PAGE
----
Monday 30 August 2010

Box Clever

It's always exciting when you read something completely out of your comfort zone (if you should have such a thing) and you find that you absolutely love it. This happened to me months and months ago when I read Boxer, Beetle by Ned Beauman. Boxing, beetles, Nazis... none of these are on my hitlist of must-haves for books, and yet Beauman's novel is one of the most interesting and compelling that I've read this year. Sadly I didn't write my thoughts down at the time, and now that it's actually been published, I'm having to cast my mind far, far back to remember what I thought... with the help of Claire's review and Lynne's review! Sorry if I've missed others...

Boxer, Beetle flits back and forth between two time periods - in one, trimethylaminuria sufferer and Nazi-paraphernalia collector Kevin (also known as Fishy) is investigating the work of scientist Philip Erskine. Erskine occupies the other time period, in the 1930s, where he encounters Seth "Sinner" Roach. Sinner is a five foot tall Jewish man who, despite his stature, is incredibly good at boxing. Which catches the attention of a man interested in eugenics. Oh, and beetles. Hence the title - alongside investigating Sinner, and paying for the privilege of examining him over a period of time, Erskine is trying to develop a strain of very resilient beetles. As you do. Oh, before I go further, I have to mention the first line - which really grabbed me into the novel, as well as putting a smile on my face:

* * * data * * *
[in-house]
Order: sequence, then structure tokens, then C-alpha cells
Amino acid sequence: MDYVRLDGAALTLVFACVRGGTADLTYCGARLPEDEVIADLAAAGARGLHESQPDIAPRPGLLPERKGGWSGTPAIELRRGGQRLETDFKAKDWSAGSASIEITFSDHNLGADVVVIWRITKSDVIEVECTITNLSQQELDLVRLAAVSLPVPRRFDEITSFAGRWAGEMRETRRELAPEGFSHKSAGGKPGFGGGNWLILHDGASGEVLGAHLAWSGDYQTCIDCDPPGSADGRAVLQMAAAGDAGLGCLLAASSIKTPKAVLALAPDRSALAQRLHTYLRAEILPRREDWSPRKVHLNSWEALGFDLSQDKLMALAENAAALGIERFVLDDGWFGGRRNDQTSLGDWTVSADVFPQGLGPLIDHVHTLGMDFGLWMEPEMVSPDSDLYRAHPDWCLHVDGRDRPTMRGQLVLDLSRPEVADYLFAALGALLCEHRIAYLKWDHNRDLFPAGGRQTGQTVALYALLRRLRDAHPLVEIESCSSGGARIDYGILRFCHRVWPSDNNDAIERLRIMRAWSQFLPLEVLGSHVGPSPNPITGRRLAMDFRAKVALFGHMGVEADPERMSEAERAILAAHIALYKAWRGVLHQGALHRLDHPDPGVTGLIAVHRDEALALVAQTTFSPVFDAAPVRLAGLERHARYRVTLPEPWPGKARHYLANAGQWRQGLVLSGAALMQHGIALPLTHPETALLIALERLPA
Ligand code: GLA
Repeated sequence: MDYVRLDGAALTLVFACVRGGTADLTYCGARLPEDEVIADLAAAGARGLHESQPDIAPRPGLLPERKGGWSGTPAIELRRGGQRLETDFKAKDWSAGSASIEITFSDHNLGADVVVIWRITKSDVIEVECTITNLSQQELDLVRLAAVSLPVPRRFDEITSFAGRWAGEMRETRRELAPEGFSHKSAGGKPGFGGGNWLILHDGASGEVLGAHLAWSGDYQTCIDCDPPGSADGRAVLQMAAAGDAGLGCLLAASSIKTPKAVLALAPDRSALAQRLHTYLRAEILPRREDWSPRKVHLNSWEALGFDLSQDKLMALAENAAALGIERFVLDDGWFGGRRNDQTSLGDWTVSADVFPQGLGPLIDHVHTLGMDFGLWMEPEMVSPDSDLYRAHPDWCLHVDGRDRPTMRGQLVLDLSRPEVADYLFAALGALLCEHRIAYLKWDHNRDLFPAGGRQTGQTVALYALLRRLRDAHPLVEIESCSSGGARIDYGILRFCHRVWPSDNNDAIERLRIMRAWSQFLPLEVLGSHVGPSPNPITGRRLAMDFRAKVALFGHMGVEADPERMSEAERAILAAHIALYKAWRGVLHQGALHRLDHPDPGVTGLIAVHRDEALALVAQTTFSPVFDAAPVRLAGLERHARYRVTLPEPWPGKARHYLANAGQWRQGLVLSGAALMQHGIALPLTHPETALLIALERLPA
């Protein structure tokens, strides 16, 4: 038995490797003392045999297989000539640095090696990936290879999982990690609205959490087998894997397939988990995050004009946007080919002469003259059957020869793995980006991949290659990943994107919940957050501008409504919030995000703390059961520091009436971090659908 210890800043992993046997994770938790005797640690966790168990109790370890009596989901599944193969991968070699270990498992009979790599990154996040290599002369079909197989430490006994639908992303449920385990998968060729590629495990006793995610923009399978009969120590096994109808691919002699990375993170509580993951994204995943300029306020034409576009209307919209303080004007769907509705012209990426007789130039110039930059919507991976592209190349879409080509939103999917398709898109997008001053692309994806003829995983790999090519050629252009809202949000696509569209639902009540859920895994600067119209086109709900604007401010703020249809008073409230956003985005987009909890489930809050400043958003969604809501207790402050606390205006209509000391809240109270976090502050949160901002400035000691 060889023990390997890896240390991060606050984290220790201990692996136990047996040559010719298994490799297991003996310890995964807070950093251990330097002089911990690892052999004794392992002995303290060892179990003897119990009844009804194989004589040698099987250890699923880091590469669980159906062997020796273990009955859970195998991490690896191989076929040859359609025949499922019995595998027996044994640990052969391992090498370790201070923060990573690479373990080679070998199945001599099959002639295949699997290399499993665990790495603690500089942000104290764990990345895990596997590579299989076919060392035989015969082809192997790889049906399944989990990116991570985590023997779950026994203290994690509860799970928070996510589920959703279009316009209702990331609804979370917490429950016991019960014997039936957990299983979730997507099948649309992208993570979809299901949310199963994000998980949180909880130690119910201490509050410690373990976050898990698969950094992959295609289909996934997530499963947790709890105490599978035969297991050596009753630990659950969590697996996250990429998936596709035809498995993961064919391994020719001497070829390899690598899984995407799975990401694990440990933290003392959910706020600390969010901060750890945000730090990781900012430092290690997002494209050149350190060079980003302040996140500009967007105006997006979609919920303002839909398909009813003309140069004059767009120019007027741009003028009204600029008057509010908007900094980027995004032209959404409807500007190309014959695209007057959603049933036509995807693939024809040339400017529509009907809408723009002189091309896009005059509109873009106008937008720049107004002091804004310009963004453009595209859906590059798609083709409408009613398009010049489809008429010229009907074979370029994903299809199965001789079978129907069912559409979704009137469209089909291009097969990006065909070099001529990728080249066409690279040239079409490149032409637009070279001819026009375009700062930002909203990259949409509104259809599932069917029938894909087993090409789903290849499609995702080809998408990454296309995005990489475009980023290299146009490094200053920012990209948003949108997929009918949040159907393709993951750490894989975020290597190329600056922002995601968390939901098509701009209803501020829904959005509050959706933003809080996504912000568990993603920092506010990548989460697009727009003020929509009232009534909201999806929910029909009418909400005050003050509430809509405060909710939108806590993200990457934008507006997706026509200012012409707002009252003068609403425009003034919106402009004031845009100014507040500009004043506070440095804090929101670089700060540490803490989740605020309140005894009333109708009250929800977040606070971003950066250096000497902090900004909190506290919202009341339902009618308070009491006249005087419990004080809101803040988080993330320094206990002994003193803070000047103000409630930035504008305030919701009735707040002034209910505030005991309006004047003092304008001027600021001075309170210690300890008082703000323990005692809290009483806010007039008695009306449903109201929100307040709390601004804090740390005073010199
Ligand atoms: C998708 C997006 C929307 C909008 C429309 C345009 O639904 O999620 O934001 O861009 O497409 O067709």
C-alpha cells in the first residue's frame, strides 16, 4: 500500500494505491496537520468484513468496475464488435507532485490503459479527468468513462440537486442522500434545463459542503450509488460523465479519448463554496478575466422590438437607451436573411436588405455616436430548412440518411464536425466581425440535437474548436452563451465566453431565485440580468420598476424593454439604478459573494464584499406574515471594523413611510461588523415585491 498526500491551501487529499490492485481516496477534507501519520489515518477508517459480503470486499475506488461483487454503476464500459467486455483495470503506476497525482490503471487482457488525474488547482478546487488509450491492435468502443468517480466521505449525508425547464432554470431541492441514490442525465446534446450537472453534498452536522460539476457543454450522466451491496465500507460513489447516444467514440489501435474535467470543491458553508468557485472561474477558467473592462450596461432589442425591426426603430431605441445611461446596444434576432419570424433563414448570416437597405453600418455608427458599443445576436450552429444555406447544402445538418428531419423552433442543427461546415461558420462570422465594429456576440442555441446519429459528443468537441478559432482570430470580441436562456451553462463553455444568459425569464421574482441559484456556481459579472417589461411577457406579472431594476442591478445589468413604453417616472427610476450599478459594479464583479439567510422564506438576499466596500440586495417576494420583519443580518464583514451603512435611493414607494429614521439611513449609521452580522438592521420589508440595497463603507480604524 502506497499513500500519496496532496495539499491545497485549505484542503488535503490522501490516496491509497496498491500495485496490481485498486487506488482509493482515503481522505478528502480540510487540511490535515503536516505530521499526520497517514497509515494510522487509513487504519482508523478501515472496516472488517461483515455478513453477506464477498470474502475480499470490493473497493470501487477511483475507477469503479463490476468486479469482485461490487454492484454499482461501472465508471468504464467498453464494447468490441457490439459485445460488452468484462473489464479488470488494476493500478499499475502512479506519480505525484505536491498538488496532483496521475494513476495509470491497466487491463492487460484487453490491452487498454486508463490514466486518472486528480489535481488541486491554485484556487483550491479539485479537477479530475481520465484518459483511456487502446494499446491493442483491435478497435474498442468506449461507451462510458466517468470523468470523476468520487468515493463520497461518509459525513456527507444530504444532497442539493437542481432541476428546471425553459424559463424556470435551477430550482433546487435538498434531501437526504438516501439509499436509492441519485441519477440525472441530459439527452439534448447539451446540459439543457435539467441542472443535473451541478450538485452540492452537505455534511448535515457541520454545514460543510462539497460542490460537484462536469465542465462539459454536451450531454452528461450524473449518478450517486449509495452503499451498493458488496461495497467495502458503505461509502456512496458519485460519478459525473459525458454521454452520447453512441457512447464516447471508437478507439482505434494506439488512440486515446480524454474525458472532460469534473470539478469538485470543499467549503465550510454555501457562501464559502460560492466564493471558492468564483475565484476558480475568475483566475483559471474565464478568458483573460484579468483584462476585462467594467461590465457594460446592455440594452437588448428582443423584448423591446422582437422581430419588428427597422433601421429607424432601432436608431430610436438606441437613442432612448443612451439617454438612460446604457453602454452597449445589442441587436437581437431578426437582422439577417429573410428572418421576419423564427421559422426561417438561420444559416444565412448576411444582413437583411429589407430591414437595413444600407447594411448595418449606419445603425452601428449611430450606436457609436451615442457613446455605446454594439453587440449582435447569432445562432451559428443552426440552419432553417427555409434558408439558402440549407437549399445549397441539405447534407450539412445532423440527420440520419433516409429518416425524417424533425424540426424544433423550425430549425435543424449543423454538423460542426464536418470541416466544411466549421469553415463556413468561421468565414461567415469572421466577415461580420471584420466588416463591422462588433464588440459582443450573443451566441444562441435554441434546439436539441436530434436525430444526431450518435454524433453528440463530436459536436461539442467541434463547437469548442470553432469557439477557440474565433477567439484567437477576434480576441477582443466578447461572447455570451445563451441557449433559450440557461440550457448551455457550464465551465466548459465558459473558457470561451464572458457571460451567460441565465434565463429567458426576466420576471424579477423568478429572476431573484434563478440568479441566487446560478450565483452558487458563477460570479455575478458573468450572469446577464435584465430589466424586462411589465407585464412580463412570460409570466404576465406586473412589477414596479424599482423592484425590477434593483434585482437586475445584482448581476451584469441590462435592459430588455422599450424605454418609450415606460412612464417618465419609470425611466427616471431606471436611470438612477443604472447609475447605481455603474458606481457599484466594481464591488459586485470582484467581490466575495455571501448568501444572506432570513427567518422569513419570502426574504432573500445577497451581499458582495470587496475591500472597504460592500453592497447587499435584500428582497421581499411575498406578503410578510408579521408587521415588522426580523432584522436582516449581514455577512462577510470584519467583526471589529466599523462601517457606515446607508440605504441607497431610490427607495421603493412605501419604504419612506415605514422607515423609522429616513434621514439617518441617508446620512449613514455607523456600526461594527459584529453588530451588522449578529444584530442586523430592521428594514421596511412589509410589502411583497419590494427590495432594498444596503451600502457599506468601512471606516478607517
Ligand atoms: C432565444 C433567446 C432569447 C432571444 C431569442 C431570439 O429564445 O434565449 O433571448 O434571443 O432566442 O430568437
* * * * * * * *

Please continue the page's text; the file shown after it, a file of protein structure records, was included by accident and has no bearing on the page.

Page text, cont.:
In idle moments I sometimes like to close my eyes and imagine Joseph Goebbels' forty-third birthday party.
Well, don't we all? I should add hear that Kevin isn't a Nazi sympathiser - nor, of course, is Ned. Kevin collects the memorabilia without having the slightest fascist leaning. Unlike quite a few of those roaming around 1930s London.

But East End London isn't the only place we see in the 1930s - Erskine whisks Sinner off to a country house, and the family of his fiance (I think... as I said, I read it a long time ago) Evelyn. Evelyn is a rather fab character, a composer of atonal, avant-garde music. She makes the mistake of asking Sinner whether he likes avant-garde music (remember, this is the working-class lad who likes beating people up, swearing and joining gangs):